My second and most recent encounter with Jal was in March 2015, when he was in Edmonton as part of ‘This is Our Canada’ Alberta Tour organized by the John Humphrey Centre for Peace and Human Rights. In this most recent encounter, having become fully aware of Jal’s rigid one-sided view on South Sudanese politics, I was at first hesitant to engage on South Sudanese politics with him and so I kept redirecting our conversation to topics unrelated to South Sudanese politics, but Jal persistently kept looping back to South Sudanese politics. I eventually decided to accept the challenge in the hope that the face-to-face dialogue may be somewhat productive in contrast to social media setting. As we engaged in discussing South Sudanese politics, I pointed out the gap between his peace activist’s persona vis-à-vis his incitement of tribalism in South Sudan.

I went on to offer Jal friendly advice to live up to his peace activist’s image when addressing South Sudanese political issues. I pleaded with him to use his influence for the greater societal good –that his messages have the potential to take or save lives and that he needs to be responsible about what he says in the media. I emphasized that he should choose to be the voice of reason for the voiceless South Sudanese facing despicable political atrocities in South Sudan. I reminded him that he should choose to be on the side of peace –that he should be on the side of innocent civilians that are paying the ultimate price irrespective of their tribal backgrounds. I also spoke to Emmanuel about the fact that he is being referred to as a young Nelson Mandela. I think Jal should be inspired by Mandela’s legacy of fighting for freedom, justice and equality for all, reconciliation and forgiveness. On the contrary, Jal’s messages and public façade exemplifies an anathema of Mandela’s spirit and works.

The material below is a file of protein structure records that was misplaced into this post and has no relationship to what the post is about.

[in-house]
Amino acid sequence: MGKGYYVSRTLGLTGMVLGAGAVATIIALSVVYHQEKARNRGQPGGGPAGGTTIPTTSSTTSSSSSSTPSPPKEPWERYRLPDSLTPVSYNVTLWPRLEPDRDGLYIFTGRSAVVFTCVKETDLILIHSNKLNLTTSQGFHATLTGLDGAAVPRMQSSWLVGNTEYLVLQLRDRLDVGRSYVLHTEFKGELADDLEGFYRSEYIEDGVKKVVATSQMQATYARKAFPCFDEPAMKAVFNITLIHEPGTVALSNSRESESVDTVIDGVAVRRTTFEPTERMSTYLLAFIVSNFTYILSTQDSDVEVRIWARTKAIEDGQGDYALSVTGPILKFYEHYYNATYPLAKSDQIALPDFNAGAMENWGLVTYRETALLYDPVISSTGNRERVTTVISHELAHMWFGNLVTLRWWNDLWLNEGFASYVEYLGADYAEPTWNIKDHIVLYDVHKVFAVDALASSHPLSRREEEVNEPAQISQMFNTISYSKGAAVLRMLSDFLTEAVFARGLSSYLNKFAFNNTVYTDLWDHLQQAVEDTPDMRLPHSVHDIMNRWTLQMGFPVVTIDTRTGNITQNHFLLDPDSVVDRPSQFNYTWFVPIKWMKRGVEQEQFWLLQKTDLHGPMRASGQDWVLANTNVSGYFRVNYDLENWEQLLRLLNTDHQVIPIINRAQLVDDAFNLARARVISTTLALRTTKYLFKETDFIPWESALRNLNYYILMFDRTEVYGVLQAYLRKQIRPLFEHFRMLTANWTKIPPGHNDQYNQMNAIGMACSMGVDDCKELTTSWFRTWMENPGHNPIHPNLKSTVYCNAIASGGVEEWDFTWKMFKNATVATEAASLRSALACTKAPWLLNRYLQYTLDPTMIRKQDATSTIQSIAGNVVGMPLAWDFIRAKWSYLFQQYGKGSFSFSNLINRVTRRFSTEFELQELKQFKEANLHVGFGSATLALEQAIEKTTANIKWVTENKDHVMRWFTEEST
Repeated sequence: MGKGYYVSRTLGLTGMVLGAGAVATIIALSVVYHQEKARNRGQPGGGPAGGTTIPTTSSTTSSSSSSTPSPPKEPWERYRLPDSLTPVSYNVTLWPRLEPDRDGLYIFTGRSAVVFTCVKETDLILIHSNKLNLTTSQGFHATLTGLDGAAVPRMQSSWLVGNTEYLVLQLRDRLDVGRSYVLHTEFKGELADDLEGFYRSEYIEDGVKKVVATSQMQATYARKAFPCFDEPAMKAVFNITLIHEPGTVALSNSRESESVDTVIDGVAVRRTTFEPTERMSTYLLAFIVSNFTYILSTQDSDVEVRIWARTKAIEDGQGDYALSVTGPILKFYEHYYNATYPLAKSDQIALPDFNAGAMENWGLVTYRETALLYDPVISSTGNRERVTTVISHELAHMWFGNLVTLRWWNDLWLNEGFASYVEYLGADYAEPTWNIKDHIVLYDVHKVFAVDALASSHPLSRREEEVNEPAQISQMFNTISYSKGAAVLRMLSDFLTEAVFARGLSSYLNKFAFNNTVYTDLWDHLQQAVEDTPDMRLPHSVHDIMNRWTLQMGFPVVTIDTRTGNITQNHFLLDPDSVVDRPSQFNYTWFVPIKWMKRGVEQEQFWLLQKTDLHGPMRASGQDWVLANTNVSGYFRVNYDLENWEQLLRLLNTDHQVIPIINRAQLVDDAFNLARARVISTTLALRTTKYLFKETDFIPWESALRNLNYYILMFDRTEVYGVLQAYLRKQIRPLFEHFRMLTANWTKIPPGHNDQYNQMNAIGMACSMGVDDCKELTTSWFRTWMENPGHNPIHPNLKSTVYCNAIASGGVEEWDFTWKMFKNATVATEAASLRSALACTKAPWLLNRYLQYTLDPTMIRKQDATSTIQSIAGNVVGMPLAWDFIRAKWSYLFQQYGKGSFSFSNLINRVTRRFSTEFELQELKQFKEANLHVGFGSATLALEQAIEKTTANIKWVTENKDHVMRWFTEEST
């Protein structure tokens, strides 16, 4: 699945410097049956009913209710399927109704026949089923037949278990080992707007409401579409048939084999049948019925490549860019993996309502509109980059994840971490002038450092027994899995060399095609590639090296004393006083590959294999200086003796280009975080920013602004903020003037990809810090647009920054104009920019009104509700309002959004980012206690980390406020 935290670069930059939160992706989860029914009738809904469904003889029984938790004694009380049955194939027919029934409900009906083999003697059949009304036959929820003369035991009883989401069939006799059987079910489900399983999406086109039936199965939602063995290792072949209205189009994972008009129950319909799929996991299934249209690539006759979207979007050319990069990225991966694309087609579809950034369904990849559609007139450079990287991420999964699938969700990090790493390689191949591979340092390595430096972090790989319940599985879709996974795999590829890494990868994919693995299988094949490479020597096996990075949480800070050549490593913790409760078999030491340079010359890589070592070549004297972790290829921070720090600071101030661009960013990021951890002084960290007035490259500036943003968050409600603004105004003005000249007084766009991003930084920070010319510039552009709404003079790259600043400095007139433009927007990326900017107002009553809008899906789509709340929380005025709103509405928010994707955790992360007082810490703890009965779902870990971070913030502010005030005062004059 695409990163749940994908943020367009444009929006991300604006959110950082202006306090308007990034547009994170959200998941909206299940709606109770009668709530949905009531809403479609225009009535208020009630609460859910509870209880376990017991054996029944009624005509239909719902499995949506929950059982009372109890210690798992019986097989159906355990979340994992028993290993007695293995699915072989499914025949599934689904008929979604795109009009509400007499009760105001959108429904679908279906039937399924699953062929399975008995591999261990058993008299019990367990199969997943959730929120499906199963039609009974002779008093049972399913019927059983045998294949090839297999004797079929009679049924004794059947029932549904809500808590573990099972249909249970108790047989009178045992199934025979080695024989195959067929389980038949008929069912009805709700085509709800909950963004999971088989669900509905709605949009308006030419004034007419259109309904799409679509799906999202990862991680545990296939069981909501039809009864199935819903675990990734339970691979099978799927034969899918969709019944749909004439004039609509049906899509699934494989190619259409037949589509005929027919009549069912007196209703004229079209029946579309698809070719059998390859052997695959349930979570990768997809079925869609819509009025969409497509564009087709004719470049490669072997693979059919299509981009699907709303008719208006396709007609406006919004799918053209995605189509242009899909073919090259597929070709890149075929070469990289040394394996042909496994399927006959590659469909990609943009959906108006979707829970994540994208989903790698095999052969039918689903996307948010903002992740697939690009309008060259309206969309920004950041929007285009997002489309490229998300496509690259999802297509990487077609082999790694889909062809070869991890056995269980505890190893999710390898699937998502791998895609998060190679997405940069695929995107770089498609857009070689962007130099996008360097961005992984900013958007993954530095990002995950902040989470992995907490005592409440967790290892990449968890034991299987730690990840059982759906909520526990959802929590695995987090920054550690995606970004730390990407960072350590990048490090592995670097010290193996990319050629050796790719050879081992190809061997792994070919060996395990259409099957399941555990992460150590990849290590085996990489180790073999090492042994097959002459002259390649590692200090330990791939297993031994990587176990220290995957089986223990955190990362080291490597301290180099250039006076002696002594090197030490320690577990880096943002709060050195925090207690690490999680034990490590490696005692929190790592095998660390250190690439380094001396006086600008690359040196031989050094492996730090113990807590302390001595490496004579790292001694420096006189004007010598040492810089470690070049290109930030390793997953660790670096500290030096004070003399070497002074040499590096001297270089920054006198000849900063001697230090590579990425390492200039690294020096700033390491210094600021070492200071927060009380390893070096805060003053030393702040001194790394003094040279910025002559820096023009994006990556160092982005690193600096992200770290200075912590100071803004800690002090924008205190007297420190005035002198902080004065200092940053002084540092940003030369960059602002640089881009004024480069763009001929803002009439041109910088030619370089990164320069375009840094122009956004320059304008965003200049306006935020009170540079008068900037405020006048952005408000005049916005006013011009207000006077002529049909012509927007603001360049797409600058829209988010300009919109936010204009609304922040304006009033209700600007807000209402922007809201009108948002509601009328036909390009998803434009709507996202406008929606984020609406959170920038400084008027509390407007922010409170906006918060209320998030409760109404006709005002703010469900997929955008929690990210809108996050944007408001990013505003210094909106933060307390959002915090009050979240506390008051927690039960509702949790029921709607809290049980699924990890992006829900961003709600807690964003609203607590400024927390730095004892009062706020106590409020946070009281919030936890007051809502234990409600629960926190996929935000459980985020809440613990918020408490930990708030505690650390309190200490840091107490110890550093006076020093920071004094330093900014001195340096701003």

It is unfortunate that Jal was generally dismissive to my counsel –he would smile and respond with bizarre tribal statements (that are not fit to be mentioned in this article) and kept telling me “you don’t get it”. I truly wish Jal was right on this assertion –that he is doing the right things that contribute to a peaceful South Sudan and that I am the one who is not getting it. Even though he was dismissive and obviously oblivious of the merit and good intentions of my advice and private constructive critique of his peace activist’s persona, I was still optimistic that Jal would go and think about our conversation and reconsider his destructive stance on South Sudanese polity. Unfortunately, he went on singing the same old songs in his interviews on 630 CHED and CBC Radio among other media outlets. I felt obligated to finally go public – hence my March 21, 2015 tweet: “Emmanuel Jal, a peace soldier beating South Sudanese war drums, is Ban Ki-moon aware?” I was making reference to the UN peace award presented to Jal by Ban Ki-moon in December 2013. Jal had also collected The Dresden Peace Prize, Mattie J. T. Stepanek Peacemaker Award, The Calgary Peace Prize and South Sudan Development Foundation’s Peacemaker recognition –which I personally presented to Emmanuel Jal in August 2013.